most famous for its role in movement, the brain's own little brain - or cerebellum - is implicated in other cognitive functions too. an impressive, large brain scanning study now documents the cerebellum's role in memory for emotive images  

original article: Fastenrath et al., 2022 (Proceedings of the National Academy of Sciences of the United States of America), reported in: The Independent by Vishwam Sankaran on 10th October 2022

this story was in episode 32 #emotion #image #picture #cerebellum #memory

the error bar says

in recent episodes, the error bar has been a grumpy old academic, slumped in a dirty armchair, biting statistical chunks out of the brain science papers that appear in the grubby news media.

but in this episode, an impressive amount of brain scanning work has been spun into a clear, simple story with a singular, powerful result: the cerebellum - an important part of the brain involved in everything - is involved in viewing & memory of emotional pictures.

eleven scientists from Basel in Switzerland put one thousand four hundred & eighteen people aged 18 to 35 in a brain scanner & asked them to view, rate - & later to remember - a series of positive, neutral or negative images. this enormous pile of brain & behavioural data were analysed to answer two simple questions: do people remember emotional material better than neutral material? & is the cerebellum involved?

the answers were yes & yes. these 1418 brain scans showed that a part of the cerebellum which looks like a worm - the vermis - was involved in a network of brain areas that responded to the emotional stimuli.

does the brain's own little brain do emotion?


for years there have been arguments between those who think the cerebellum is only involved in controlling bodily movements & those who think it does more than that. the cerebellum definitely does do movement, but as it contains about two-thirds of all the brain cells in the human nervous system, we should really not be surprised to find out that the cerebellum does a lot more.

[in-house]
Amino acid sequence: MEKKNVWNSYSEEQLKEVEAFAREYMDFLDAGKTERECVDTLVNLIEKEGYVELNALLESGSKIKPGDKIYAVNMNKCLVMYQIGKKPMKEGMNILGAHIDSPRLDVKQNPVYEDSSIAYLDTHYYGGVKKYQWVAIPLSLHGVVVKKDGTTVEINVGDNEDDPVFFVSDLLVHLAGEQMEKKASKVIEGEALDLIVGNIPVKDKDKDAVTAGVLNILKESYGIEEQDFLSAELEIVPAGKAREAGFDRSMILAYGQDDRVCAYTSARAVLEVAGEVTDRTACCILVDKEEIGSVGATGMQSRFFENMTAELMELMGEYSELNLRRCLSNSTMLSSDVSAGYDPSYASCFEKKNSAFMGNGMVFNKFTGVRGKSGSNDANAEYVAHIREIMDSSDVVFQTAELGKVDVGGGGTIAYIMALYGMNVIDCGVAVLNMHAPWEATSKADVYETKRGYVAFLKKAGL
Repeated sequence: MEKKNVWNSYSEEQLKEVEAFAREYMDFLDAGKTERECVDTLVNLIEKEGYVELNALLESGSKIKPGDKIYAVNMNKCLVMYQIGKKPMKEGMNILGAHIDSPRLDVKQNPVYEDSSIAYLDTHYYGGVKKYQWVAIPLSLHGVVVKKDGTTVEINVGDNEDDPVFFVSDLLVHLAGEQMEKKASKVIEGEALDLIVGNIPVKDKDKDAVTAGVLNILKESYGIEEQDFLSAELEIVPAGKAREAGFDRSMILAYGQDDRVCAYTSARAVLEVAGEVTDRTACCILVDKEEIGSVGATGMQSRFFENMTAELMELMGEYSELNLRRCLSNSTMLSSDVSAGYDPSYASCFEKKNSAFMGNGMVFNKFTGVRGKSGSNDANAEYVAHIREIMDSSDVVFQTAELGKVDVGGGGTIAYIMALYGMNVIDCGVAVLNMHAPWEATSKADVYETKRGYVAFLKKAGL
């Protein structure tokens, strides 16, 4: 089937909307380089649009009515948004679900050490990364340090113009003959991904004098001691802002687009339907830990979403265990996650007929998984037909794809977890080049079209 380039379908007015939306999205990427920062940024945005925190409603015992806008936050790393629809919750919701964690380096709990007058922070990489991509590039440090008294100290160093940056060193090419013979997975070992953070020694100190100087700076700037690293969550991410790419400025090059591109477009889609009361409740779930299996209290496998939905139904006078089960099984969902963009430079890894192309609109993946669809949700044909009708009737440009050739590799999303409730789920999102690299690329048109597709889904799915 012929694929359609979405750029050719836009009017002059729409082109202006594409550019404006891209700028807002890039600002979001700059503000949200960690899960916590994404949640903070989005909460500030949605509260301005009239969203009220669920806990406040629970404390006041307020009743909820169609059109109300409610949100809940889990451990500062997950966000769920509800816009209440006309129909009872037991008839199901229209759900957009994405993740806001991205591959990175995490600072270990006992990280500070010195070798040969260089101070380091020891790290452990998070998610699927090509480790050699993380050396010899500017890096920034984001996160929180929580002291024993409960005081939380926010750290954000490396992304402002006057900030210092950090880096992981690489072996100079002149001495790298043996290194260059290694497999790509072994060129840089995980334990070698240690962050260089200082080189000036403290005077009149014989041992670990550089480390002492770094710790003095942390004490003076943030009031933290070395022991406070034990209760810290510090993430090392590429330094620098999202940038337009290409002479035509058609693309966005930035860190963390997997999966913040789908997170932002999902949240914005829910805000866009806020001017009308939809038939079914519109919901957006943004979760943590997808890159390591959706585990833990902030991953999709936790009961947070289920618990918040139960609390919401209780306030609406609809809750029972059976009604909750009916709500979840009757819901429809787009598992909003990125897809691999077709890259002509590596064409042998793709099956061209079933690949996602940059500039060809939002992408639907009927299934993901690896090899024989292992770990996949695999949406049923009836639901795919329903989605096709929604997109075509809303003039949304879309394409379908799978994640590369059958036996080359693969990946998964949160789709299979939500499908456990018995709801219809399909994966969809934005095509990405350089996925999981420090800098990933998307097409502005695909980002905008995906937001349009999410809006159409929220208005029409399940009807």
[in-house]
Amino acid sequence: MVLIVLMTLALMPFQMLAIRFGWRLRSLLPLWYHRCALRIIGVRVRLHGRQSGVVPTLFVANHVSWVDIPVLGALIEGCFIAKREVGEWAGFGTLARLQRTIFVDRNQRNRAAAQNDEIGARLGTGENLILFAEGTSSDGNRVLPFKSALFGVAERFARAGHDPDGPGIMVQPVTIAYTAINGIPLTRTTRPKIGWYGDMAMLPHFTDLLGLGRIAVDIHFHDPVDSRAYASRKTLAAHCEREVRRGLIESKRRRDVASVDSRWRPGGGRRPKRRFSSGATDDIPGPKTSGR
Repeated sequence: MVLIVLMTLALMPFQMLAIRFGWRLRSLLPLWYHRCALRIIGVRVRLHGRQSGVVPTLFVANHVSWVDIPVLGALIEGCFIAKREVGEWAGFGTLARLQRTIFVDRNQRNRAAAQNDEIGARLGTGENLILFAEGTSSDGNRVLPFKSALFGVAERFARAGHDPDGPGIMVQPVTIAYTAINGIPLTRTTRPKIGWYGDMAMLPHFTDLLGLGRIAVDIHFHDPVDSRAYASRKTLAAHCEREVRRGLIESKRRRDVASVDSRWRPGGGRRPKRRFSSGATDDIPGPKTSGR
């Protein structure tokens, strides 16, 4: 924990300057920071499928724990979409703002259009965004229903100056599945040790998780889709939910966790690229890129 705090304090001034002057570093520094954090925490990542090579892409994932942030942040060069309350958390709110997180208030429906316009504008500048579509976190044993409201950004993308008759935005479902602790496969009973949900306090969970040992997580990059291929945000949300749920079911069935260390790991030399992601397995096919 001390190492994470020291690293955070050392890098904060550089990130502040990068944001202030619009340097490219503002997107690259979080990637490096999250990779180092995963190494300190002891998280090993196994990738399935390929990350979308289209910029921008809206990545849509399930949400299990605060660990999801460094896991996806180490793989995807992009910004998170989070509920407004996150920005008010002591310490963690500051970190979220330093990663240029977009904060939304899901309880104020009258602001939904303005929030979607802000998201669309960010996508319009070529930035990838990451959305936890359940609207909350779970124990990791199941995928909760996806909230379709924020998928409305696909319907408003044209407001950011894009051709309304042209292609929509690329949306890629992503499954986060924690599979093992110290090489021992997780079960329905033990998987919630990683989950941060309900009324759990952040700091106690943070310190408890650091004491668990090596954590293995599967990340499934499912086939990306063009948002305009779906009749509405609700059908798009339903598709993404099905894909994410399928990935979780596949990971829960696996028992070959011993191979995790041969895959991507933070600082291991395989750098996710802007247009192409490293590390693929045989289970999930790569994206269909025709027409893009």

an old colleague of mine is obsessed with the cerebellum & with computational theories of how it works & what it does. one of my favourite ways that he explained it to me was that the rest of the brain's job is to filter-out & select the information that is relevant for whatever job you are doing now. it sends the filtered information to the cerebellum which gets the job done. then it sends feedback to the rest of the brain about how it went & what to do next.

to use a political analogy from the UK, the rest of the brain is the 650 elected members of the houses of parliament who have ideas, set policy & bear ultimate responsibility for the decisions & for the narrative. the cerebellum is the 512 thousand civil servants who implement the policy, monitor its effects on the world & tell the rest of the brain how well it went down.

& if you disabuse yourself of the dogma that the cerebellum is only for movement, you may see that anything that we are doing - thinking, feeling, remembering, emoting - can be understood in the same way.

& this latest paper hammers another cold, hard, statistically-unbendable nail into the coffin of the cerebellum-only-does-movement world view.


[ ...clapping... ]